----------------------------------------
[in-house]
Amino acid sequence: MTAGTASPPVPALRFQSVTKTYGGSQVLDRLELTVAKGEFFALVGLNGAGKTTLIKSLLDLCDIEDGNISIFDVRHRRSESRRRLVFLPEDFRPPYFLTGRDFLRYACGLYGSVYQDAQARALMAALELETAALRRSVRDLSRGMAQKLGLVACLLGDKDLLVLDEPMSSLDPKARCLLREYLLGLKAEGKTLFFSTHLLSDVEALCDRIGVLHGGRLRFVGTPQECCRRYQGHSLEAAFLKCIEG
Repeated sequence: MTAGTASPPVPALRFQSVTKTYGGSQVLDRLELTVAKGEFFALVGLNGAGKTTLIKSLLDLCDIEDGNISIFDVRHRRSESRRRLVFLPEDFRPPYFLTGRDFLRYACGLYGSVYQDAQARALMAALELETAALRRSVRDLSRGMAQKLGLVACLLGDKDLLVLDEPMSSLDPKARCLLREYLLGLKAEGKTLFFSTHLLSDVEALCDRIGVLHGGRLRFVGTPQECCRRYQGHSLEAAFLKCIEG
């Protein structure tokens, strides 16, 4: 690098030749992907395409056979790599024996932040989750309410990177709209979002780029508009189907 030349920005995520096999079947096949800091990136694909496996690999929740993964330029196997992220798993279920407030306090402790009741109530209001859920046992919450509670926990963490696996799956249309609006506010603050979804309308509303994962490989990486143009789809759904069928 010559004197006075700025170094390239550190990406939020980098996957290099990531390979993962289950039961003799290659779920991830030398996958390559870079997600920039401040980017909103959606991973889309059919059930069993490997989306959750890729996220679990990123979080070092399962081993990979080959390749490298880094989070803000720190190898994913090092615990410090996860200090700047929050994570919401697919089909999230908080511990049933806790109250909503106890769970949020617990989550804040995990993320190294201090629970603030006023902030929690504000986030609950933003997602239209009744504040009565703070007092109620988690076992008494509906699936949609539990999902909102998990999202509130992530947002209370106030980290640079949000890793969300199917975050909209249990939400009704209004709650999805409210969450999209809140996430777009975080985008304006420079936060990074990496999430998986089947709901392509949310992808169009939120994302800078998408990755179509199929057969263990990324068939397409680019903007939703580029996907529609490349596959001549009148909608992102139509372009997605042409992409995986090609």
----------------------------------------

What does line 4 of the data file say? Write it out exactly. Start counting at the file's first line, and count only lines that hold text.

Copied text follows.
């Protein structure tokens, strides 16, 4: 690098030749992907395409056979790599024996932040989750309410990177709209979002780029508009189907 030349920005995520096999079947096949800091990136694909496996690999929740993964330029196997992220798993279920407030306090402790009741109530209001859920046992919450509670926990963490696996799956249309609006506010603050979804309308509303994962490989990486143009789809759904069928 010559004197006075700025170094390239550190990406939020980098996957290099990531390979993962289950039961003799290659779920991830030398996958390559870079997600920039401040980017909103959606991973889309059919059930069993490997989306959750890729996220679990990123979080070092399962081993990979080959390749490298880094989070803000720190190898994913090092615990410090996860200090700047929050994570919401697919089909999230908080511990049933806790109250909503106890769970949020617990989550804040995990993320190294201090629970603030006023902030929690504000986030609950933003997602239209009744504040009565703070007092109620988690076992008494509906699936949609539990999902909102998990999202509130992530947002209370106030980290640079949000890793969300199917975050909209249990939400009704209004709650999805409210969450999209809140996430777009975080985008304006420079936060990074990496999430998986089947709901392509949310992808169009939120994302800078998408990755179509199929057969263990990324068939397409680019903007939703580029996907529609490349596959001549009148909608992102139509372009997605042409992409995986090609």